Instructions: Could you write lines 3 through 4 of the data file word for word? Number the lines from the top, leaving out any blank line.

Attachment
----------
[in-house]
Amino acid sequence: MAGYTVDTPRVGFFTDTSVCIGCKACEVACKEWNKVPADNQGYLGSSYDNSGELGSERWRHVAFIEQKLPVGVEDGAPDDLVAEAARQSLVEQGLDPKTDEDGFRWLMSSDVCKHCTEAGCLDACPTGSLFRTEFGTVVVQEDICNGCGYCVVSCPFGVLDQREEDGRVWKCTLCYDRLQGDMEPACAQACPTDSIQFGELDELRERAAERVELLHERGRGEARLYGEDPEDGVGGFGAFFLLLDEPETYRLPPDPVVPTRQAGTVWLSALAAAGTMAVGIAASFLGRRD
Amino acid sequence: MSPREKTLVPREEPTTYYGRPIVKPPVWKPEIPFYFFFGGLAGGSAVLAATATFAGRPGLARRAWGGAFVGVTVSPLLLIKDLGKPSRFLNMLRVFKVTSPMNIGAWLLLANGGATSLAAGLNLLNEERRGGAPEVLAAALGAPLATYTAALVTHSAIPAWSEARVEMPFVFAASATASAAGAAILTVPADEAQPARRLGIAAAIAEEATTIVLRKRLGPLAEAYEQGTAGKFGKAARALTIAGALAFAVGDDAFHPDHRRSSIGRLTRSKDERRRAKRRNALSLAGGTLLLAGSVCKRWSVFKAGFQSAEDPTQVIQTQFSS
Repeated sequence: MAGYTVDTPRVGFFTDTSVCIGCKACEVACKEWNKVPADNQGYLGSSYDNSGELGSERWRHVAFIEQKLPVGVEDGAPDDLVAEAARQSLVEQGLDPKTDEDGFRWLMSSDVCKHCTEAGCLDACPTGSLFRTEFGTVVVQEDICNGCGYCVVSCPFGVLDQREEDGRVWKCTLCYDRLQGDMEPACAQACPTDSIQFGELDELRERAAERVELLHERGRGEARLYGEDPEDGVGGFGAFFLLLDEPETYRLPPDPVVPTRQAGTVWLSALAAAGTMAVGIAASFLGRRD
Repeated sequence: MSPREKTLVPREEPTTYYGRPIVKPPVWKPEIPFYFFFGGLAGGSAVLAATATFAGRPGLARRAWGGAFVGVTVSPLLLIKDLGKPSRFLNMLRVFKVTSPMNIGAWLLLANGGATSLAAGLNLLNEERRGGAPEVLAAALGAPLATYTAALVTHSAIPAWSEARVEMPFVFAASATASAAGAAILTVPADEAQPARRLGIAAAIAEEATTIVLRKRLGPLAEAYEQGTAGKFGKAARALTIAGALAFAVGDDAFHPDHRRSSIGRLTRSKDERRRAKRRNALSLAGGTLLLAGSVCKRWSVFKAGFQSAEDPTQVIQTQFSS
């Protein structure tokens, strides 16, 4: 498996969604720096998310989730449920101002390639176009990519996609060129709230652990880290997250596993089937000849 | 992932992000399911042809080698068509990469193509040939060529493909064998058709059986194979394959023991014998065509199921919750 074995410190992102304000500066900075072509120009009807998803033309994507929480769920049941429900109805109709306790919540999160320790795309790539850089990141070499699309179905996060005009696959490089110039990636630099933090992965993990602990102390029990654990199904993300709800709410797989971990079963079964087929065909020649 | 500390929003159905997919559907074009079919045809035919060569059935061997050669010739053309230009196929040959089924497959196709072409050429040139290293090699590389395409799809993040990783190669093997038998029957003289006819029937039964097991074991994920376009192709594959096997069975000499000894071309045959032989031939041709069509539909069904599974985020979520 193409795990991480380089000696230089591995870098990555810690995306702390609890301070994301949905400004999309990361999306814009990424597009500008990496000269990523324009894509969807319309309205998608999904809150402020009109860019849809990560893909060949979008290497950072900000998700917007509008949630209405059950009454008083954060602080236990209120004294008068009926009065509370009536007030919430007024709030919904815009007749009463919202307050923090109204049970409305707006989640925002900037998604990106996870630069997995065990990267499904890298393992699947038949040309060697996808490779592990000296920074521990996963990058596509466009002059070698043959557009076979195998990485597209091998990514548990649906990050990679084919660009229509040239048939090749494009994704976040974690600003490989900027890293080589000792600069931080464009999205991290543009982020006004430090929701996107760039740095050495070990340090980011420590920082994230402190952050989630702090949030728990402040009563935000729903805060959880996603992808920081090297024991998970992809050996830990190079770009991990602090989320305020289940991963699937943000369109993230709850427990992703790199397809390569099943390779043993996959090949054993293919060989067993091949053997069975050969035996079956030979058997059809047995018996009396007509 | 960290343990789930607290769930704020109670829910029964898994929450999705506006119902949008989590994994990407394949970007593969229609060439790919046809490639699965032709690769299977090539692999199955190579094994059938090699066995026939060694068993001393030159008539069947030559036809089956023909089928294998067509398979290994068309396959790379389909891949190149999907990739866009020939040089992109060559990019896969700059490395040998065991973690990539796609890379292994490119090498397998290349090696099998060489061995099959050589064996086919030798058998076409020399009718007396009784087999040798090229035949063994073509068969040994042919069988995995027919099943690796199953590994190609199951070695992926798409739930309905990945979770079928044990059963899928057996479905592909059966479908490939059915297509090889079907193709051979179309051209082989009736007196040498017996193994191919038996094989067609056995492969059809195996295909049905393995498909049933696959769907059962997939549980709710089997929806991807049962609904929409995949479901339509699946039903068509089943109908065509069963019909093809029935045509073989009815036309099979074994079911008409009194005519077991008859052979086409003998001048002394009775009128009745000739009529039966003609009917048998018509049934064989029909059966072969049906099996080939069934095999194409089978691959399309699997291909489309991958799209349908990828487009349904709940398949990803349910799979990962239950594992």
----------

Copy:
Amino acid sequence: MSPREKTLVPREEPTTYYGRPIVKPPVWKPEIPFYFFFGGLAGGSAVLAATATFAGRPGLARRAWGGAFVGVTVSPLLLIKDLGKPSRFLNMLRVFKVTSPMNIGAWLLLANGGATSLAAGLNLLNEERRGGAPEVLAAALGAPLATYTAALVTHSAIPAWSEARVEMPFVFAASATASAAGAAILTVPADEAQPARRLGIAAAIAEEATTIVLRKRLGPLAEAYEQGTAGKFGKAARALTIAGALAFAVGDDAFHPDHRRSSIGRLTRSKDERRRAKRRNALSLAGGTLLLAGSVCKRWSVFKAGFQSAEDPTQVIQTQFSS
Repeated sequence: MAGYTVDTPRVGFFTDTSVCIGCKACEVACKEWNKVPADNQGYLGSSYDNSGELGSERWRHVAFIEQKLPVGVEDGAPDDLVAEAARQSLVEQGLDPKTDEDGFRWLMSSDVCKHCTEAGCLDACPTGSLFRTEFGTVVVQEDICNGCGYCVVSCPFGVLDQREEDGRVWKCTLCYDRLQGDMEPACAQACPTDSIQFGELDELRERAAERVELLHERGRGEARLYGEDPEDGVGGFGAFFLLLDEPETYRLPPDPVVPTRQAGTVWLSALAAAGTMAVGIAASFLGRRD